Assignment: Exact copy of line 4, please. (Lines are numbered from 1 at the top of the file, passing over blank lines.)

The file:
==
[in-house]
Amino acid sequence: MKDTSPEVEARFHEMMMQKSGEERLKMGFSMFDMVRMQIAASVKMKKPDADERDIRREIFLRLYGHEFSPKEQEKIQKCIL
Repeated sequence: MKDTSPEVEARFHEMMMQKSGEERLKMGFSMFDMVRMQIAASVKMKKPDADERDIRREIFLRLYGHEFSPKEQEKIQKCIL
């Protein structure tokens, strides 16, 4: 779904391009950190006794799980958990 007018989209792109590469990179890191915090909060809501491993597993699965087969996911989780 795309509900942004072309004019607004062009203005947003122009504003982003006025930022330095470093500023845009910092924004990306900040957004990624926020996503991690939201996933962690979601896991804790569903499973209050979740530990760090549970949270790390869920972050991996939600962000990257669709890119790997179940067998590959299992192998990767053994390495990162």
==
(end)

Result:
């Protein structure tokens, strides 16, 4: 779904391009950190006794799980958990 007018989209792109590469990179890191915090909060809501491993597993699965087969996911989780 795309509900942004072309004019607004062009203005947003122009504003982003006025930022330095470093500023845009910092924004990306900040957004990624926020996503991690939201996933962690979601896991804790569903499973209050979740530990760090549970949270790390869920972050991996939600962000990257669709890119790997179940067998590959299992192998990767053994390495990162």